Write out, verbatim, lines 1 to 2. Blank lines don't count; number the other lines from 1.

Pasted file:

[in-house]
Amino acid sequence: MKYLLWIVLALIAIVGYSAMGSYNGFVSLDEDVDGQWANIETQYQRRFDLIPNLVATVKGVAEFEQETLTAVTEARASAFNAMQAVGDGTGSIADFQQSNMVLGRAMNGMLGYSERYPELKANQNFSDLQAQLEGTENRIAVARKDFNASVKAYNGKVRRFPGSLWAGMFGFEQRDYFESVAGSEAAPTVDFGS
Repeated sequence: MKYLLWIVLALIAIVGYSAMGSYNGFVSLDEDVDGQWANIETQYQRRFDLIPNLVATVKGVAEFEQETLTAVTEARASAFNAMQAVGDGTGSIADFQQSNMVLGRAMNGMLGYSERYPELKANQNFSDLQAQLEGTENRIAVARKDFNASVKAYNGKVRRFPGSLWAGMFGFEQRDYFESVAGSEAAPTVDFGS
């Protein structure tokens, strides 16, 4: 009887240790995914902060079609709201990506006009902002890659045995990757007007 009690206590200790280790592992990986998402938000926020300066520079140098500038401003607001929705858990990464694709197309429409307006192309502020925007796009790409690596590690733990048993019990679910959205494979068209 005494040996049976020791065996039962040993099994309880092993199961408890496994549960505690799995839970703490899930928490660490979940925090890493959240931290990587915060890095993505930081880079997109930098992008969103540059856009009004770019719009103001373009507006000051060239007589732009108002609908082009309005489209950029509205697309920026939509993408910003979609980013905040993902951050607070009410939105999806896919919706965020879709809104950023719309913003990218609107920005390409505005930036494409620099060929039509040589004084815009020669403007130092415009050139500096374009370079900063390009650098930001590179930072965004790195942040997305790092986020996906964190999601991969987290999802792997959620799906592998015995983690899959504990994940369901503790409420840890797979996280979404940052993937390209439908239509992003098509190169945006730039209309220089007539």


[in-house]
Amino acid sequence: MKYLLWIVLALIAIVGYSAMGSYNGFVSLDEDVDGQWANIETQYQRRFDLIPNLVATVKGVAEFEQETLTAVTEARASAFNAMQAVGDGTGSIADFQQSNMVLGRAMNGMLGYSERYPELKANQNFSDLQAQLEGTENRIAVARKDFNASVKAYNGKVRRFPGSLWAGMFGFEQRDYFESVAGSEAAPTVDFGS